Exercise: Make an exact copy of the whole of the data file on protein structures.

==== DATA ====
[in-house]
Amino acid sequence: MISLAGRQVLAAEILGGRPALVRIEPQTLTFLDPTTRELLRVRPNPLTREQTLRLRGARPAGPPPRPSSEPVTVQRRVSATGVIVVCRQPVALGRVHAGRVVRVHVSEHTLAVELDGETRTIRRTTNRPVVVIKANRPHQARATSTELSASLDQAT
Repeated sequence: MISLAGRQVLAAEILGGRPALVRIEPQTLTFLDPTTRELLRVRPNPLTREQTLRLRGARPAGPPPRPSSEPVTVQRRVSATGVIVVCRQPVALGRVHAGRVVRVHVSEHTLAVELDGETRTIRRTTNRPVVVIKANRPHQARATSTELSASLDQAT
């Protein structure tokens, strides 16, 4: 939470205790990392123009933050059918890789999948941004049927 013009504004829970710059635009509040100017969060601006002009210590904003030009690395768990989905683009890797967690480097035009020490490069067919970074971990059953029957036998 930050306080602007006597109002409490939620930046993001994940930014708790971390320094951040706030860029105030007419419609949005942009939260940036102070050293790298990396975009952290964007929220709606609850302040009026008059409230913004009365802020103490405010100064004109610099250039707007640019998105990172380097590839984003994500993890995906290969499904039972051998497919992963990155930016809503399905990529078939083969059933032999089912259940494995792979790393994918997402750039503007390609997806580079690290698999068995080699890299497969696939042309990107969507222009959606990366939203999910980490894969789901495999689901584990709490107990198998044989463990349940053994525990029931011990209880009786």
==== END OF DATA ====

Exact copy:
[in-house]
Amino acid sequence: MISLAGRQVLAAEILGGRPALVRIEPQTLTFLDPTTRELLRVRPNPLTREQTLRLRGARPAGPPPRPSSEPVTVQRRVSATGVIVVCRQPVALGRVHAGRVVRVHVSEHTLAVELDGETRTIRRTTNRPVVVIKANRPHQARATSTELSASLDQAT
Repeated sequence: MISLAGRQVLAAEILGGRPALVRIEPQTLTFLDPTTRELLRVRPNPLTREQTLRLRGARPAGPPPRPSSEPVTVQRRVSATGVIVVCRQPVALGRVHAGRVVRVHVSEHTLAVELDGETRTIRRTTNRPVVVIKANRPHQARATSTELSASLDQAT
């Protein structure tokens, strides 16, 4: 939470205790990392123009933050059918890789999948941004049927 013009504004829970710059635009509040100017969060601006002009210590904003030009690395768990989905683009890797967690480097035009020490490069067919970074971990059953029957036998 930050306080602007006597109002409490939620930046993001994940930014708790971390320094951040706030860029105030007419419609949005942009939260940036102070050293790298990396975009952290964007929220709606609850302040009026008059409230913004009365802020103490405010100064004109610099250039707007640019998105990172380097590839984003994500993890995906290969499904039972051998497919992963990155930016809503399905990529078939083969059933032999089912259940494995792979790393994918997402750039503007390609997806580079690290698999068995080699890299497969696939042309990107969507222009959606990366939203999910980490894969789901495999689901584990709490107990198998044989463990349940053994525990029931011990209880009786």